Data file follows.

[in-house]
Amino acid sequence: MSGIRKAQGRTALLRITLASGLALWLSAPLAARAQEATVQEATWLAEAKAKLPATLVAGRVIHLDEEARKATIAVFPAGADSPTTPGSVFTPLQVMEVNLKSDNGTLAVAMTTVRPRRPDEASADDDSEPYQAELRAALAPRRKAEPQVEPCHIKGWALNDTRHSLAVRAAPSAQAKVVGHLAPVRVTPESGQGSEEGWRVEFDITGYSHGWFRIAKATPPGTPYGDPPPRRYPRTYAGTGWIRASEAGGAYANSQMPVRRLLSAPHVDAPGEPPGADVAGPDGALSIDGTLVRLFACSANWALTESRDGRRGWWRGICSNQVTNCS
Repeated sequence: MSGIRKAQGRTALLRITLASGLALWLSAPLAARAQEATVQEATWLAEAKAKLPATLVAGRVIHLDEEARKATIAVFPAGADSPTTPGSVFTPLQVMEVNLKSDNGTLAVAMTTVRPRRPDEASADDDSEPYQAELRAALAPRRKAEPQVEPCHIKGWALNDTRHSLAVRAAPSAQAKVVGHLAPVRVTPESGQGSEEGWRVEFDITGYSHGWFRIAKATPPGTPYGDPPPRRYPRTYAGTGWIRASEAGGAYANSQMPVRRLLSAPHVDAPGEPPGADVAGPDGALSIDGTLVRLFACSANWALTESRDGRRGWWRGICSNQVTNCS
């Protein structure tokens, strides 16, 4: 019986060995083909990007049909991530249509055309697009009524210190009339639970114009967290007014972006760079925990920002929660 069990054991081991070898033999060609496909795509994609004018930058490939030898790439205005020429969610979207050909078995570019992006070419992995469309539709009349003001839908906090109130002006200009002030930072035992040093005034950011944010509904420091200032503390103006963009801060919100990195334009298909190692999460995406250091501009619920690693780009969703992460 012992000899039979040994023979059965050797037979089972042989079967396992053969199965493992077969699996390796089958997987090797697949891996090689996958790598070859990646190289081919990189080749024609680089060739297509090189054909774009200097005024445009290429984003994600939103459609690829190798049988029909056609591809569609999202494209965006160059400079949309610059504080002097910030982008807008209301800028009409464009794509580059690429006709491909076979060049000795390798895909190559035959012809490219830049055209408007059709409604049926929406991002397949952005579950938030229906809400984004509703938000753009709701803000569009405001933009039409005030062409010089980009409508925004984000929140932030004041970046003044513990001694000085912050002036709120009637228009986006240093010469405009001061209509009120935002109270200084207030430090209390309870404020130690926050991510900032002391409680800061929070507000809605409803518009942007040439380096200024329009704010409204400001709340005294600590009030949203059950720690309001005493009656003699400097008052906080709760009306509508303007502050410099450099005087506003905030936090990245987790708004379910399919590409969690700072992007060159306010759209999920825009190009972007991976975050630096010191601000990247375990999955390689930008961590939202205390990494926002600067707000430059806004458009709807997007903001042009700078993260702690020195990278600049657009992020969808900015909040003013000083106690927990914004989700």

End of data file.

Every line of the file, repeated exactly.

[in-house]
Amino acid sequence: MSGIRKAQGRTALLRITLASGLALWLSAPLAARAQEATVQEATWLAEAKAKLPATLVAGRVIHLDEEARKATIAVFPAGADSPTTPGSVFTPLQVMEVNLKSDNGTLAVAMTTVRPRRPDEASADDDSEPYQAELRAALAPRRKAEPQVEPCHIKGWALNDTRHSLAVRAAPSAQAKVVGHLAPVRVTPESGQGSEEGWRVEFDITGYSHGWFRIAKATPPGTPYGDPPPRRYPRTYAGTGWIRASEAGGAYANSQMPVRRLLSAPHVDAPGEPPGADVAGPDGALSIDGTLVRLFACSANWALTESRDGRRGWWRGICSNQVTNCS
Repeated sequence: MSGIRKAQGRTALLRITLASGLALWLSAPLAARAQEATVQEATWLAEAKAKLPATLVAGRVIHLDEEARKATIAVFPAGADSPTTPGSVFTPLQVMEVNLKSDNGTLAVAMTTVRPRRPDEASADDDSEPYQAELRAALAPRRKAEPQVEPCHIKGWALNDTRHSLAVRAAPSAQAKVVGHLAPVRVTPESGQGSEEGWRVEFDITGYSHGWFRIAKATPPGTPYGDPPPRRYPRTYAGTGWIRASEAGGAYANSQMPVRRLLSAPHVDAPGEPPGADVAGPDGALSIDGTLVRLFACSANWALTESRDGRRGWWRGICSNQVTNCS
């Protein structure tokens, strides 16, 4: 019986060995083909990007049909991530249509055309697009009524210190009339639970114009967290007014972006760079925990920002929660 069990054991081991070898033999060609496909795509994609004018930058490939030898790439205005020429969610979207050909078995570019992006070419992995469309539709009349003001839908906090109130002006200009002030930072035992040093005034950011944010509904420091200032503390103006963009801060919100990195334009298909190692999460995406250091501009619920690693780009969703992460 012992000899039979040994023979059965050797037979089972042989079967396992053969199965493992077969699996390796089958997987090797697949891996090689996958790598070859990646190289081919990189080749024609680089060739297509090189054909774009200097005024445009290429984003994600939103459609690829190798049988029909056609591809569609999202494209965006160059400079949309610059504080002097910030982008807008209301800028009409464009794509580059690429006709491909076979060049000795390798895909190559035959012809490219830049055209408007059709409604049926929406991002397949952005579950938030229906809400984004509703938000753009709701803000569009405001933009039409005030062409010089980009409508925004984000929140932030004041970046003044513990001694000085912050002036709120009637228009986006240093010469405009001061209509009120935002109270200084207030430090209390309870404020130690926050991510900032002391409680800061929070507000809605409803518009942007040439380096200024329009704010409204400001709340005294600590009030949203059950720690309001005493009656003699400097008052906080709760009306509508303007502050410099450099005087506003905030936090990245987790708004379910399919590409969690700072992007060159306010759209999920825009190009972007991976975050630096010191601000990247375990999955390689930008961590939202205390990494926002600067707000430059806004458009709807997007903001042009700078993260702690020195990278600049657009992020969808900015909040003013000083106690927990914004989700």